I went on a blogging break three weeks ago and it did me some good, but not at first (and I’ll explain why). So far since I started Gradient Lair mid 2012, I’ve only taken a week break at times. At first I did not need any breaks at all because the space was what I intended it to be: safe for me, safe for other Black women. Because of the need to argue, the need to consume and/or the need to voyeur, other people that this space is not intended for came along. Then attention came along. Not interested in attention or fame. When I mentioned what my interest/goal was with this space in my bio and other writing about the space, it was sincere.
During the blogging break, the trolling was actually much higher than when I actively blog, as if people thought that they were going to “punish” me for not being here (i.e. vapid rapid reblogging solely to have some posts re-enter active status and trolled on), or they didn’t know I was on break and simply enjoy trying to inflict harm to keep themselves occupied away from their own thoughts of guilt and/or mediocrity beyond their learned hatred of Black women or me personally.
However, something nice happened as well. A lot, and I mean A LOT of Black women reached out to me. More than the usual and the usual is A LOT too. I just…well…I didn’t realize what I or what I write/share meant so much to so many. I’ve honestly been overwhelmed—positively—by this outreach and it just reminded me of what I know so well. The people who have always had my back throughout my life in any space have mostly been Black women. Y’all made me cry…in a good way. My primary concern is for my own mental health and health and the mental health and health of other Black women who I connect with here. When Black women email me daily about what I’m saying helping them, that’s my most important activism beyond self-care as a Black woman. That’s the center of my womanist praxis, not the only, but yes the center. Self-love, self-care and connection are radical acts for Black women as we’re dehumanized and not expected to have any of these. Well, I do. ❤
For those who aren’t fellow Black women and aren’t my target readers that I share my thoughts and life with—because that is what this is, I am a person and my life doesn’t exist solely as a “resource” for others to consume—I appreciate if you weren’t abusive and trolling and hyper-consumed/reblogged 25 of my posts a day opening the door to massive trolling during my break (cause the latter actually happened). Consumption alone—especially of Whites consuming what I create—is not activism. I appreciate if you actually recognize my humanity the way I am reared to recognize yours because people are not reared to recognize Black women’s humanity. It’s unlearning and a choice before that happens.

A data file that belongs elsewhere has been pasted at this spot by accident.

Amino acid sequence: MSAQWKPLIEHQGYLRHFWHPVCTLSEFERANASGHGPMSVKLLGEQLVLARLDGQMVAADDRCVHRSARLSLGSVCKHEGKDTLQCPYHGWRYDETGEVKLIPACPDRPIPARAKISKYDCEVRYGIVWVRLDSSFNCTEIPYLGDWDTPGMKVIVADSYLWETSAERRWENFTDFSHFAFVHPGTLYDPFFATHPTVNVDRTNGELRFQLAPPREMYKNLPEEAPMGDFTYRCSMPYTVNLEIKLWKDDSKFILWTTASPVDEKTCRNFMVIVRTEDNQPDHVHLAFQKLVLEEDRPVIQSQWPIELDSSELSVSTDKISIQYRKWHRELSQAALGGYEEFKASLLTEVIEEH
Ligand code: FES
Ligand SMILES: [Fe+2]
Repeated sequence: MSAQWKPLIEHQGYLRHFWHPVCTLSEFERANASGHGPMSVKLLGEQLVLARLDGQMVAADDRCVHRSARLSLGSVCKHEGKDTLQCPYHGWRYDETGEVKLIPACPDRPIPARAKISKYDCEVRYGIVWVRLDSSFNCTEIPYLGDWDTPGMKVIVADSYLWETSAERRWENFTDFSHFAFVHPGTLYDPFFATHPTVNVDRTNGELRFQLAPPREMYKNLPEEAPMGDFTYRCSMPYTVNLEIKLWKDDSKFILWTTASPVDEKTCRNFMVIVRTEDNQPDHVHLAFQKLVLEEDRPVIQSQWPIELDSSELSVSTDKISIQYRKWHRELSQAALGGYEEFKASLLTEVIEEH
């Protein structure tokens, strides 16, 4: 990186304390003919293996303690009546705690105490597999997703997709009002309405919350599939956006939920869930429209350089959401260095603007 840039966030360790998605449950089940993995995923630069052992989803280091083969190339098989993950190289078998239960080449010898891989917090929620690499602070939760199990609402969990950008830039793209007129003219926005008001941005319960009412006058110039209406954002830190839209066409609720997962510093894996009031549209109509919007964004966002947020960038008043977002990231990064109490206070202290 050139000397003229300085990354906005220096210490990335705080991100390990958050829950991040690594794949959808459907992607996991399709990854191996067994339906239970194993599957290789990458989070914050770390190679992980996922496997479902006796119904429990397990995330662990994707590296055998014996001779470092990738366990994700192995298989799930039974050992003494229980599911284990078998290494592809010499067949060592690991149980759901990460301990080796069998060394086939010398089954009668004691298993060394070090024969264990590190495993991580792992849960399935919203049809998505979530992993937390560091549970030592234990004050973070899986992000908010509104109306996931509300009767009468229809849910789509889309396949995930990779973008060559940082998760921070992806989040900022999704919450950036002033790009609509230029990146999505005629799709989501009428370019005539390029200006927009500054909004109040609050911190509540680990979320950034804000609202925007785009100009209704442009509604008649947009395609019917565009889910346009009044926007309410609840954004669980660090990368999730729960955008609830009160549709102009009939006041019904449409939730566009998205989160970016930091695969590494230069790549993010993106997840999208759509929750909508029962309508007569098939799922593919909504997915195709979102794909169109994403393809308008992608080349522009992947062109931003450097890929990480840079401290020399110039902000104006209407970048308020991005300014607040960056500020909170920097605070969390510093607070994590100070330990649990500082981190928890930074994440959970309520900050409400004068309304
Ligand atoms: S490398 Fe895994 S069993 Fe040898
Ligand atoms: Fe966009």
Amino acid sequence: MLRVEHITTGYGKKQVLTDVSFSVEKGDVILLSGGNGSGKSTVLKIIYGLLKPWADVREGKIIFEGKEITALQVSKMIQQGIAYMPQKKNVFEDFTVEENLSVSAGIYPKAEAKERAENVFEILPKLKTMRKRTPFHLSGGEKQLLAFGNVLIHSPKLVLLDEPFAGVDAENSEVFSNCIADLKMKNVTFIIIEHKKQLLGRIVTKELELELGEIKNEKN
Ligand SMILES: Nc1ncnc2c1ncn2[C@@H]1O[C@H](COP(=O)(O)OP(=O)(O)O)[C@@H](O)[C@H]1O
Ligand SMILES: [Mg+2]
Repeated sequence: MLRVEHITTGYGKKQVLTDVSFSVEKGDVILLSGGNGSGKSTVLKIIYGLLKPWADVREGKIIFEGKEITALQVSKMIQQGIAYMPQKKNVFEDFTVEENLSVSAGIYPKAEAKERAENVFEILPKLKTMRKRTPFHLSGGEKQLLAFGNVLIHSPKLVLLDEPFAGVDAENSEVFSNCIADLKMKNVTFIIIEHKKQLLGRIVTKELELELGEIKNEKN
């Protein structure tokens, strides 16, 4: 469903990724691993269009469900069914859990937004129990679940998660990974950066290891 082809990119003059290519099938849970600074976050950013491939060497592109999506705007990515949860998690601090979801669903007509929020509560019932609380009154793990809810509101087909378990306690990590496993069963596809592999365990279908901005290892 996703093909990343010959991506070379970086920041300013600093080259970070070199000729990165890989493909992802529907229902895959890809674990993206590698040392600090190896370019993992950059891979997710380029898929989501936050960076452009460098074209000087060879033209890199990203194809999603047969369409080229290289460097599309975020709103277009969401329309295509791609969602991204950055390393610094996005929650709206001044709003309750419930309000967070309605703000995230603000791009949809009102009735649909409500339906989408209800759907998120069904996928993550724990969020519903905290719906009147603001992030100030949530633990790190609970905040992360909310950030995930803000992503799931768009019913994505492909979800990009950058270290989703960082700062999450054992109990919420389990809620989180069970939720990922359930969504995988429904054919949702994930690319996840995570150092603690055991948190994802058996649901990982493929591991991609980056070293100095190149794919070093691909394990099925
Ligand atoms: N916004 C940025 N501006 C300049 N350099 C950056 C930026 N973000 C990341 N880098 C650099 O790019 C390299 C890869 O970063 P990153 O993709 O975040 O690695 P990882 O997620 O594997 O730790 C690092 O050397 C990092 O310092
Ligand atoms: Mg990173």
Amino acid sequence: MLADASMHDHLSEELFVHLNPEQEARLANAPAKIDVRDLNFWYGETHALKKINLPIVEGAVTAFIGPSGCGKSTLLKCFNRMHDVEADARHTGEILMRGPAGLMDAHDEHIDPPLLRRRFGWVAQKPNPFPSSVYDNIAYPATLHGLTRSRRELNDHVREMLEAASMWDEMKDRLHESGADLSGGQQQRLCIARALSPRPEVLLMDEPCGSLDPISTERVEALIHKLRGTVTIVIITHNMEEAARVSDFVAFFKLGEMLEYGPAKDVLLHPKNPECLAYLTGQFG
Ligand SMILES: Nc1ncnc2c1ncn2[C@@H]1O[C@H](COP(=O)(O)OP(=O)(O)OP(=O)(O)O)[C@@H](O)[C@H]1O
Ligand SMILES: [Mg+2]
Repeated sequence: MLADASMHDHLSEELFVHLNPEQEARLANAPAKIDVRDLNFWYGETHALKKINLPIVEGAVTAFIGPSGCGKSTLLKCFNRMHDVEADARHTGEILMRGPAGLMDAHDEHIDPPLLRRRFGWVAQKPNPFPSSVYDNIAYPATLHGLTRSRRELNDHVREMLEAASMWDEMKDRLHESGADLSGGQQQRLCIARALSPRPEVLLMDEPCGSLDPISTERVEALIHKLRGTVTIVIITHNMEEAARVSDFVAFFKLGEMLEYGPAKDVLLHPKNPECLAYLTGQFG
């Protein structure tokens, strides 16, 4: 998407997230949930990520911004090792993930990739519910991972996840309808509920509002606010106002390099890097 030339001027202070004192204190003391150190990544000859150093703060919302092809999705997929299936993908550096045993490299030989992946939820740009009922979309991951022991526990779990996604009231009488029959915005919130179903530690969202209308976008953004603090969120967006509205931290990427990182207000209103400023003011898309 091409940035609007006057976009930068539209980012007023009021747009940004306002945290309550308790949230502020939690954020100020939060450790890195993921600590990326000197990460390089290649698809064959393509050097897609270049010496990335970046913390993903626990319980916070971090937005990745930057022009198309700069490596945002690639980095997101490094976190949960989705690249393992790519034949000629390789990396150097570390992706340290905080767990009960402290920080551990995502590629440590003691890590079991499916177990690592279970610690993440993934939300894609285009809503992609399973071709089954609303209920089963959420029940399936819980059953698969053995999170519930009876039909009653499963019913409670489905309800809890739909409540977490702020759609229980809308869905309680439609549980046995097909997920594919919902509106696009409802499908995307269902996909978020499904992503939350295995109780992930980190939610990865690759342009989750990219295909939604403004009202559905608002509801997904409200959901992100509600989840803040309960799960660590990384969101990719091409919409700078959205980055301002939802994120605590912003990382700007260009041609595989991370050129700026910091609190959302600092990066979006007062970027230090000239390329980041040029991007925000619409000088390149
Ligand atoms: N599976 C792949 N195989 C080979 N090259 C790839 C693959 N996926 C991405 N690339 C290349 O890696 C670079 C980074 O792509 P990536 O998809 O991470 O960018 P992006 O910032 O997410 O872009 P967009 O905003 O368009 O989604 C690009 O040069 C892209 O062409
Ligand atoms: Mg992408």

I did something with my Twitter (the personal one @thetrudz, not @GradientLair). I signed up for that SumAll statistics report because it shows what my use, people’s interactions with me and reach looks like. Here’s what they told me for last week, which is not even a full week but several days since I signed up midweek: 159 new followers, 561 mentions, 2,060,000 mentions reach, 1,630 replies, 3,920 retweets, 4,140,000 retweet reach. Tumblr averages since last September are 100K notes a month, 1,000 new subscribers a month and up to 500K page views a month. That’s what I mean by social media hypervisibility as a Black woman. I’m not a star. I don’t write for anyone mainstream. I have a one person blog on a free platform. I’m not a journalist. Thus, this is A LOT of activity for a single individual. My words are used properly and improperly on the regular. It’s never a moment just to tweet friends or write what I want to write without the macro hypervisibility that comes with being a Black woman in the White and male gazes, in general, but also micro hypervisibility that comes with being a Black woman writer where people not only want to challenge my words in the most violent ways but also challenge my actual humanity, as if dehumanization is a legitimate side in a “debate;” as if humanity being “debatable” isn’t the highest form of oppression.
I went through all of this before too, but in the photography industry. This cycle: idea → create → fine tune → reach target → get popular → deal with content mining/trolling and plagiarism → deal with trolling and abuse → deal with people demanding that I want fame; NO → tire → leave. It took me disappearing away from the known photography and social media industry and coming back about a year later with a different focus and space to have any peace in that world. It’s so much better now there, not being “seen” and interacting with a few critically thinking, socially conscious photographers. Shooting what I want. Writing what I want. Not everyone wants to be on stage. Or even in the audience.
While I no longer use Tumblr as a base place to have conversations—which I mentioned before is how I use Twitter instead—I do miss some of the Black women that I spoke to here who don’t have Twitter, albeit a few have made Twitter accounts solely because they didn’t know if I would return here. I don’t know if I am “back” to blogging at Gradient Lair as a definite status juxtaposed to “not back” to blogging. I have to remain honest with myself when I say that days where I barely or do not use social media, experience no street harassment offline and spend quality time alone or with Black women that I care about offline are days where I feel most happiest and healthiest. In the way I play Twitter by ear and just see if I can stand each day versus having some sort of long term social media “plan” is the way I have to use Tumblr, or else delete it altogether. I can say that I am back today. I don’t know about tomorrow or any other day yet. We’ll see.
P.S. - I really appreciate those who’ve been supportive and donated towards my time, writing, ideas etc. If interested click here: Donate